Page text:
23 October 2020
National Reptile Awareness Day
On the 21st of October, we shined the heat lamp on our scaly friends and celebrated National Reptile Awareness Day – they are incredibly fascinating creatures, but the destruction in their natural habitat threatens the existence of many reptile species.
We think they’re worth knowing about.. from the 800,000 reptiles kept as pets in the UK (that’s around 3% of households owning one), also including those who call our backyards home, all the way through to the unique reptiles in the wild – you either love them or are terrified by them (thanks to Hollywood usually portraying them as monsters!), but with reptile enthusiasts spreading the word, we will be able to share why these captivating critters need our help!
The Responsible Reptile
We don’t often consider how important reptiles are to different global ecosystems but it is simple – we couldn’t be without them and neither could many other animals in the food chain!
Here are a few ways reptiles help out in the ‘hood:
- Pest Control: lizards and snakes control rodent and insect populations in both urban and rural areas
- Aquatic Advocates: crocodiles and alligators control the amount of fish in many wetland and coastal environments
- Carcass Clearing: some slow moving reptiles love an easy meal and they can find one in the form of roadkill or other dead animals in the woods (which reduces the exposure to harmful bacteria that thrive in rotting flesh)
- The food chain: Many birds of prey will spy lizards and snakes as their next meal
With an estimated 10,000 different types of reptile species that cover every continent except Antarctica – their eco-impact is huge.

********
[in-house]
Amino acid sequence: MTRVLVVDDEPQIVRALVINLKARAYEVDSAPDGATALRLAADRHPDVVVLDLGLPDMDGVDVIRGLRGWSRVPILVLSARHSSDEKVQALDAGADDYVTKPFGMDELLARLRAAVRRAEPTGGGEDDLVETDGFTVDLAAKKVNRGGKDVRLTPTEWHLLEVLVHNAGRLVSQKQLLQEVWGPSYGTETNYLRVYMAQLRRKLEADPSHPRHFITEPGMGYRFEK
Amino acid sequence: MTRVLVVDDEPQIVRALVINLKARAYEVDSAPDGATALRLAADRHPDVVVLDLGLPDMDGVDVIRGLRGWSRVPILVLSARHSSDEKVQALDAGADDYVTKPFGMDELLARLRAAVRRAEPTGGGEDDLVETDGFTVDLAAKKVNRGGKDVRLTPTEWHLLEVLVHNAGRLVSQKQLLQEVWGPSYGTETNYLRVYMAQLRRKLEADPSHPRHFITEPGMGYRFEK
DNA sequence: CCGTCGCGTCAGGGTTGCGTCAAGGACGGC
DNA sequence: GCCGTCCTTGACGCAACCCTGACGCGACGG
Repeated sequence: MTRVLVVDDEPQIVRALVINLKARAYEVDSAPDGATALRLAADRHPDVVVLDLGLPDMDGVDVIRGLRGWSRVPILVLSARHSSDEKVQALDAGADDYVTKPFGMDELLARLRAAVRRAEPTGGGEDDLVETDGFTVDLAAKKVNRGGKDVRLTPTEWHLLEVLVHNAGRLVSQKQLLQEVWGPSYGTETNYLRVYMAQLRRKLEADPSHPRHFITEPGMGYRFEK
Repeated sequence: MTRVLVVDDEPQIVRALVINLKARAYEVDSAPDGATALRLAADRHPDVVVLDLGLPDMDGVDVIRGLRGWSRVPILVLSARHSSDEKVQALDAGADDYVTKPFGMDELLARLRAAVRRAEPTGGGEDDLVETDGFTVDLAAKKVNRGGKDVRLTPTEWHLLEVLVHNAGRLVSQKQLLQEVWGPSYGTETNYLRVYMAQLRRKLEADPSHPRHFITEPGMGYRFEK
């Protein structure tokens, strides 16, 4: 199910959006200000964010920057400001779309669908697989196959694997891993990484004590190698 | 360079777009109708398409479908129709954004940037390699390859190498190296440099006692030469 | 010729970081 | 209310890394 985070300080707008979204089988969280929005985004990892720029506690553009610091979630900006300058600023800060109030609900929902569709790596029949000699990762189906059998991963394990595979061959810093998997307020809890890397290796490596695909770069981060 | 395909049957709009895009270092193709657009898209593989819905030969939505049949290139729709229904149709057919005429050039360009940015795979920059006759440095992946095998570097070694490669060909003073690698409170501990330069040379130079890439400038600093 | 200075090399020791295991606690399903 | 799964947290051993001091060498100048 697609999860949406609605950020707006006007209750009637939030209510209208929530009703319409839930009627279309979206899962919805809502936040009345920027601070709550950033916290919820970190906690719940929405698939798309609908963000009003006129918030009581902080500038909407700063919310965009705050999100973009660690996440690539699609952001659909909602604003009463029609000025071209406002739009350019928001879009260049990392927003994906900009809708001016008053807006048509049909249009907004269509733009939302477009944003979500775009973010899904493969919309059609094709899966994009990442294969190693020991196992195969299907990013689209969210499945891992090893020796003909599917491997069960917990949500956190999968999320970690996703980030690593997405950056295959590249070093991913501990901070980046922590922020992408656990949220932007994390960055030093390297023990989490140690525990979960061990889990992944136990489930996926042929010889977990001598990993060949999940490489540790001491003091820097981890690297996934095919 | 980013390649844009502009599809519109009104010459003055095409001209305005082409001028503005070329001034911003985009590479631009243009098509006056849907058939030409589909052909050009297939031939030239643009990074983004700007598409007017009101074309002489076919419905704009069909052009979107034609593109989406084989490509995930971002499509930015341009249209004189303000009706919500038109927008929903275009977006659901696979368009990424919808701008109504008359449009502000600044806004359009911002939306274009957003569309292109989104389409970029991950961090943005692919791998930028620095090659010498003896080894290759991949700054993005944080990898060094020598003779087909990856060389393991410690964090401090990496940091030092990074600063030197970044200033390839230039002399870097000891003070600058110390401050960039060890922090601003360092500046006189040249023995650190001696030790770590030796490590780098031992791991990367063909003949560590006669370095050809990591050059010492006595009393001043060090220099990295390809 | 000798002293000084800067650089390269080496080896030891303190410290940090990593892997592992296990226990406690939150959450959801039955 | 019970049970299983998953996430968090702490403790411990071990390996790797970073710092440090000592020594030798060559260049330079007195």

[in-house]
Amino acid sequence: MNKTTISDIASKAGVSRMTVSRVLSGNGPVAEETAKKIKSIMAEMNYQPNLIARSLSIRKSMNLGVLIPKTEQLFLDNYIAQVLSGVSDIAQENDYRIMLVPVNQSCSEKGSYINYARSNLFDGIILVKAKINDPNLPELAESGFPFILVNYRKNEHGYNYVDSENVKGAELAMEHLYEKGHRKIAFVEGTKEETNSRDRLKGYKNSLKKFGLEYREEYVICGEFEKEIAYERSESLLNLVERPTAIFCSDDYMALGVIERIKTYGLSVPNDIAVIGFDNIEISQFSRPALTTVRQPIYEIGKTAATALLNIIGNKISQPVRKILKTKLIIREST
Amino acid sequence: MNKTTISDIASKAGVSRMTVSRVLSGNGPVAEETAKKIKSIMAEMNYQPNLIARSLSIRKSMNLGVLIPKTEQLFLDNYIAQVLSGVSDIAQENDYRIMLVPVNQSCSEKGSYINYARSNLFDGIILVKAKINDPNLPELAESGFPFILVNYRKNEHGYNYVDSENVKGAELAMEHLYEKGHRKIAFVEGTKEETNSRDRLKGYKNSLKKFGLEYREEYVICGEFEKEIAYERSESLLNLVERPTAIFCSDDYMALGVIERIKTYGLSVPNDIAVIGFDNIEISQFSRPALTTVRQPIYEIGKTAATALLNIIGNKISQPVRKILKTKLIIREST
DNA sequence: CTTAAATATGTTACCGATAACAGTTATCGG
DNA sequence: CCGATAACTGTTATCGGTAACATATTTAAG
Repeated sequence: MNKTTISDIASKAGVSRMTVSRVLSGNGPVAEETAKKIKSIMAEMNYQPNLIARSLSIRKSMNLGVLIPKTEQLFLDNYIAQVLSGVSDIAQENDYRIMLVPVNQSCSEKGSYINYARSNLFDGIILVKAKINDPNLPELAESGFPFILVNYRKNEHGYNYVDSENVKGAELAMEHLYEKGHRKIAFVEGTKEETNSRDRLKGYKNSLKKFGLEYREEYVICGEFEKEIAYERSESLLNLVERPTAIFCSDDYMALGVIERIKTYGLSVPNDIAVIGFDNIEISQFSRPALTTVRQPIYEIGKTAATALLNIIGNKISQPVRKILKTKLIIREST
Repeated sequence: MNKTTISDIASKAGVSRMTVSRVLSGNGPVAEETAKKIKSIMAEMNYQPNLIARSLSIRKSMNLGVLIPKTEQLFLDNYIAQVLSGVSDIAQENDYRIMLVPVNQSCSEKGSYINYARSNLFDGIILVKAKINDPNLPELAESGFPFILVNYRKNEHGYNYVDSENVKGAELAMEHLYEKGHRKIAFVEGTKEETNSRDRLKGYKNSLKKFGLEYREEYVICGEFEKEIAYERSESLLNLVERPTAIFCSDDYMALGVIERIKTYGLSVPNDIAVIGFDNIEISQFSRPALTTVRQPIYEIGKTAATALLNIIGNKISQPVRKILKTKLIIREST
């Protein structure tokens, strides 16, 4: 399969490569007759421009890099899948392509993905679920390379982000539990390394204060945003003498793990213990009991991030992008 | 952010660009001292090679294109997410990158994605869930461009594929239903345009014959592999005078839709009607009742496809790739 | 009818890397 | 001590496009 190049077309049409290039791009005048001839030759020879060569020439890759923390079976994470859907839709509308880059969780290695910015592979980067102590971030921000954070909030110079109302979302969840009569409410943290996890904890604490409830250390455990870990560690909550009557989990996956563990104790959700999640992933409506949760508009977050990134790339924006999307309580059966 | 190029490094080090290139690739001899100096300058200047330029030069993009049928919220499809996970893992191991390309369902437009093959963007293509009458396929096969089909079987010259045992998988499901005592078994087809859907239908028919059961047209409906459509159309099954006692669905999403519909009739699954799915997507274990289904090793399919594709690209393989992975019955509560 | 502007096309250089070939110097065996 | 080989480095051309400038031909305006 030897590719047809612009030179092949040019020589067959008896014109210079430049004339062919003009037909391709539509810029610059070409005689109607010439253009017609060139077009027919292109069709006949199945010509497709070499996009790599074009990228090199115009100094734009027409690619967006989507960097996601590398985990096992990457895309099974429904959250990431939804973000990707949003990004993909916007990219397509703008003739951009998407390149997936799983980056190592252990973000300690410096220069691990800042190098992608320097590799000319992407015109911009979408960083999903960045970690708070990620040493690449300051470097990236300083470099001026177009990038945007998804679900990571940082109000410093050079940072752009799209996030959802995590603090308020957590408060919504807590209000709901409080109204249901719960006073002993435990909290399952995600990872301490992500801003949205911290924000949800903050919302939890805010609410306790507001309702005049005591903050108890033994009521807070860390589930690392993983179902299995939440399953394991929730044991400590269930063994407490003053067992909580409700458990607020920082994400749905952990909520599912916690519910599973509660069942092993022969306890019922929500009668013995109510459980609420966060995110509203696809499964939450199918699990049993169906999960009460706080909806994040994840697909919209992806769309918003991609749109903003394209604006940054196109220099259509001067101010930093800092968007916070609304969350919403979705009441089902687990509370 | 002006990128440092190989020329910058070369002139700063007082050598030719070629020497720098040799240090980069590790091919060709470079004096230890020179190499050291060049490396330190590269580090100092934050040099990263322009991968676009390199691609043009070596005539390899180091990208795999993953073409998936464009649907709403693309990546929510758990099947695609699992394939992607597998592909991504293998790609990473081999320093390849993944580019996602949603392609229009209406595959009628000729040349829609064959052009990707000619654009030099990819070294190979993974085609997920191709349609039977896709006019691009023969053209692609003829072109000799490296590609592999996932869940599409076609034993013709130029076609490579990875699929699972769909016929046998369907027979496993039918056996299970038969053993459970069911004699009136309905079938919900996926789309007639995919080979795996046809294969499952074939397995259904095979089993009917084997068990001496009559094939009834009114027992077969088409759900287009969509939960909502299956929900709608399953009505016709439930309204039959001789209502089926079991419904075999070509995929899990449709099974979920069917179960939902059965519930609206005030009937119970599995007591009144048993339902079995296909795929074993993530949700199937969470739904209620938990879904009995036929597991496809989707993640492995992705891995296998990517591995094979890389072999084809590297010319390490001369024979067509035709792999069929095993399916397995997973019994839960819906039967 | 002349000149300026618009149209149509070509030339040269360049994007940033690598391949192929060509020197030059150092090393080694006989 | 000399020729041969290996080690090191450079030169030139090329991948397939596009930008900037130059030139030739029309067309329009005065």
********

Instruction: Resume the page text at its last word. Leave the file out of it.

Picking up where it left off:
Friends with the Dinosaurs
Excitingly, reptiles evolved from amphibians which makes them some of the first animals to have made the evolutionary step from living in water to living on land.
While birds are known as modern day dinosaurs, dinosaurs were actually a type of reptile. Some species of reptiles alive today like Saltwater Crocodiles lived with the dinosaurs over 200 million years ago, and with the oldest snake fossil dating back to around 150 million years ago, you can see we share this planet with some species that called dinosaurs their neighbours.
It goes to show, reptiles have been around for longer than we can even begin to imagine, however it is habitat loss (for building housing and urban areas) that are contributing to the decline and endangerment of many species today.
Raising awareness about Reptiles
Check out the Amphibian and Reptile Conservation (ARC) website where there is a way to report your sightings in your area of reptiles which helps observing trends and tailoring conservation efforts. They also have loads of educational resources!
The RSPCA has a long list of species specific care sheets available, covering topics like diet, behaviour and environmental needs on the most commonly kept reptiles kept in the UK. Why not use your practices Facebook page to share some of them to reach your clients and anyone who wants to get one. Find them here. These are some of the most commonly kept reptiles as pets:
- Bearded Dragons
- Crested Geckos
- Leopard Geckos
- Corn Snakes
- Royal or Ball Pythons
- Hermann’s tortoises
We hope you fall in love with their three chambered hearts as much as we have – they are just so enthralling!